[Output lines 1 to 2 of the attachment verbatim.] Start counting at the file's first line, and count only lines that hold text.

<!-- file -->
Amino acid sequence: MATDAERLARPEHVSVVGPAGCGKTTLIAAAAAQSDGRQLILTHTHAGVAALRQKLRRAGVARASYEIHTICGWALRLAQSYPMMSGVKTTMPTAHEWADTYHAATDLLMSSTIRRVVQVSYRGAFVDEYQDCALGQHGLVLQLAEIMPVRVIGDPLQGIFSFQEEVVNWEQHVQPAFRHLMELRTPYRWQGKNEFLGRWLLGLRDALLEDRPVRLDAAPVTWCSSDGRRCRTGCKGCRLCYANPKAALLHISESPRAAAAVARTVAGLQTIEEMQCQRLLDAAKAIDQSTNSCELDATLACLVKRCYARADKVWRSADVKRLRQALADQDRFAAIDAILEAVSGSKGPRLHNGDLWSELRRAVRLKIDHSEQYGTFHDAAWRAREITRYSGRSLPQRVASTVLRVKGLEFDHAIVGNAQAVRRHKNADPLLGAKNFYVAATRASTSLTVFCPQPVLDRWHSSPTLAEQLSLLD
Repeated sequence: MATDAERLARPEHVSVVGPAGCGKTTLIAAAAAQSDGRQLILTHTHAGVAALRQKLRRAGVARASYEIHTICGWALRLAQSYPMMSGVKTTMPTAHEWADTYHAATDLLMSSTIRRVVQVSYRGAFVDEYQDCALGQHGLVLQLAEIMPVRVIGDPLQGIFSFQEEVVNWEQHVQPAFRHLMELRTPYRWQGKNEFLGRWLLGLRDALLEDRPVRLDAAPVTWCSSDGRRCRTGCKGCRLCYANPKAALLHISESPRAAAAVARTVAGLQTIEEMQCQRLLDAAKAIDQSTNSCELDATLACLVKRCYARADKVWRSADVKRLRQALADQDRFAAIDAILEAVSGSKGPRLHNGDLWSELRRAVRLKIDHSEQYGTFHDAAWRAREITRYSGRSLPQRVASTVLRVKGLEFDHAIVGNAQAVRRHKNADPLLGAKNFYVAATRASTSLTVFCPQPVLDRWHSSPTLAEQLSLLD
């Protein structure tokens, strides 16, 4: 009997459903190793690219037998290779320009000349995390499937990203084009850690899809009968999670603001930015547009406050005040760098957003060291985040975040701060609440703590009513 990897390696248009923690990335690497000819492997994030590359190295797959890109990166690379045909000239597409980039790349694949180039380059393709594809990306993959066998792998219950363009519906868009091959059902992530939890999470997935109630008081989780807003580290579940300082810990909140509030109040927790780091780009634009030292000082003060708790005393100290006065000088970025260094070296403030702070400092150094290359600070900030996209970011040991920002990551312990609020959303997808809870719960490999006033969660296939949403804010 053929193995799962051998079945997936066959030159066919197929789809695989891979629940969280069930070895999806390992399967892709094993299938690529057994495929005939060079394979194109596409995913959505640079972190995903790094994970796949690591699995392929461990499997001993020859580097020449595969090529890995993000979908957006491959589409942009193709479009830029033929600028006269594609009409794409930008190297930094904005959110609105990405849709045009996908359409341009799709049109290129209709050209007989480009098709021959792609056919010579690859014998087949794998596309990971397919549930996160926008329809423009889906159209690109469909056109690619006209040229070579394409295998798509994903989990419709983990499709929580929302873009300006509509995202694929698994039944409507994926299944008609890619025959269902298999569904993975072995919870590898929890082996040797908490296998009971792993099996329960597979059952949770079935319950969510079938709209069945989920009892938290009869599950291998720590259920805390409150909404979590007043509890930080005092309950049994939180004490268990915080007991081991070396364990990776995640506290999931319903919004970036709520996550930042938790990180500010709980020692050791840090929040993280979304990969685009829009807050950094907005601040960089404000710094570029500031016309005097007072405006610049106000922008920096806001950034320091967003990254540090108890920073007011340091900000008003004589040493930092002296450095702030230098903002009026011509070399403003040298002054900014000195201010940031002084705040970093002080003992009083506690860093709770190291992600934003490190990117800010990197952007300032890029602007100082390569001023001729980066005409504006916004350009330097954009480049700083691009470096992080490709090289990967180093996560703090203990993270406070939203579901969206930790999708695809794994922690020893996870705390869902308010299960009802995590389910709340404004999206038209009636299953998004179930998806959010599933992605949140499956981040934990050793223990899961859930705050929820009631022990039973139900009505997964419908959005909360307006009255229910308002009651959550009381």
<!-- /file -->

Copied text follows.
Amino acid sequence: MATDAERLARPEHVSVVGPAGCGKTTLIAAAAAQSDGRQLILTHTHAGVAALRQKLRRAGVARASYEIHTICGWALRLAQSYPMMSGVKTTMPTAHEWADTYHAATDLLMSSTIRRVVQVSYRGAFVDEYQDCALGQHGLVLQLAEIMPVRVIGDPLQGIFSFQEEVVNWEQHVQPAFRHLMELRTPYRWQGKNEFLGRWLLGLRDALLEDRPVRLDAAPVTWCSSDGRRCRTGCKGCRLCYANPKAALLHISESPRAAAAVARTVAGLQTIEEMQCQRLLDAAKAIDQSTNSCELDATLACLVKRCYARADKVWRSADVKRLRQALADQDRFAAIDAILEAVSGSKGPRLHNGDLWSELRRAVRLKIDHSEQYGTFHDAAWRAREITRYSGRSLPQRVASTVLRVKGLEFDHAIVGNAQAVRRHKNADPLLGAKNFYVAATRASTSLTVFCPQPVLDRWHSSPTLAEQLSLLD
Repeated sequence: MATDAERLARPEHVSVVGPAGCGKTTLIAAAAAQSDGRQLILTHTHAGVAALRQKLRRAGVARASYEIHTICGWALRLAQSYPMMSGVKTTMPTAHEWADTYHAATDLLMSSTIRRVVQVSYRGAFVDEYQDCALGQHGLVLQLAEIMPVRVIGDPLQGIFSFQEEVVNWEQHVQPAFRHLMELRTPYRWQGKNEFLGRWLLGLRDALLEDRPVRLDAAPVTWCSSDGRRCRTGCKGCRLCYANPKAALLHISESPRAAAAVARTVAGLQTIEEMQCQRLLDAAKAIDQSTNSCELDATLACLVKRCYARADKVWRSADVKRLRQALADQDRFAAIDAILEAVSGSKGPRLHNGDLWSELRRAVRLKIDHSEQYGTFHDAAWRAREITRYSGRSLPQRVASTVLRVKGLEFDHAIVGNAQAVRRHKNADPLLGAKNFYVAATRASTSLTVFCPQPVLDRWHSSPTLAEQLSLLD